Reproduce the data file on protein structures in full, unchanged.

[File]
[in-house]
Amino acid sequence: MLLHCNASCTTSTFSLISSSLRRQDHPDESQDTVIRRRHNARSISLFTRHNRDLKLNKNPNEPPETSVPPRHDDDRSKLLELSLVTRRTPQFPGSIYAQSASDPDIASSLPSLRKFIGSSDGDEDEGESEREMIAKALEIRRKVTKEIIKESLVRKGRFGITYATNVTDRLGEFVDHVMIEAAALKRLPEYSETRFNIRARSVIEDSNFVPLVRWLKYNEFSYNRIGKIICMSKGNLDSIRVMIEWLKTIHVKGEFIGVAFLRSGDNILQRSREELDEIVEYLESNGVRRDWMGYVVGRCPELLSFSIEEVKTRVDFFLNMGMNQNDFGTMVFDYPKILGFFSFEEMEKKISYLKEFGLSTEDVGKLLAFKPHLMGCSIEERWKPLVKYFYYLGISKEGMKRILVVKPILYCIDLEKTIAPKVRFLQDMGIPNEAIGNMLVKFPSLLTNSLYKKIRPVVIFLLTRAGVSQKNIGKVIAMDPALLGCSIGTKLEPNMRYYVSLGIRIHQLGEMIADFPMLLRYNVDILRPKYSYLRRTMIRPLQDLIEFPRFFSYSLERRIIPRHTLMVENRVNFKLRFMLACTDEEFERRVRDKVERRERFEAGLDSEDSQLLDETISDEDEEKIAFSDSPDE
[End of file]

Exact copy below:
[in-house]
Amino acid sequence: MLLHCNASCTTSTFSLISSSLRRQDHPDESQDTVIRRRHNARSISLFTRHNRDLKLNKNPNEPPETSVPPRHDDDRSKLLELSLVTRRTPQFPGSIYAQSASDPDIASSLPSLRKFIGSSDGDEDEGESEREMIAKALEIRRKVTKEIIKESLVRKGRFGITYATNVTDRLGEFVDHVMIEAAALKRLPEYSETRFNIRARSVIEDSNFVPLVRWLKYNEFSYNRIGKIICMSKGNLDSIRVMIEWLKTIHVKGEFIGVAFLRSGDNILQRSREELDEIVEYLESNGVRRDWMGYVVGRCPELLSFSIEEVKTRVDFFLNMGMNQNDFGTMVFDYPKILGFFSFEEMEKKISYLKEFGLSTEDVGKLLAFKPHLMGCSIEERWKPLVKYFYYLGISKEGMKRILVVKPILYCIDLEKTIAPKVRFLQDMGIPNEAIGNMLVKFPSLLTNSLYKKIRPVVIFLLTRAGVSQKNIGKVIAMDPALLGCSIGTKLEPNMRYYVSLGIRIHQLGEMIADFPMLLRYNVDILRPKYSYLRRTMIRPLQDLIEFPRFFSYSLERRIIPRHTLMVENRVNFKLRFMLACTDEEFERRVRDKVERRERFEAGLDSEDSQLLDETISDEDEEKIAFSDSPDE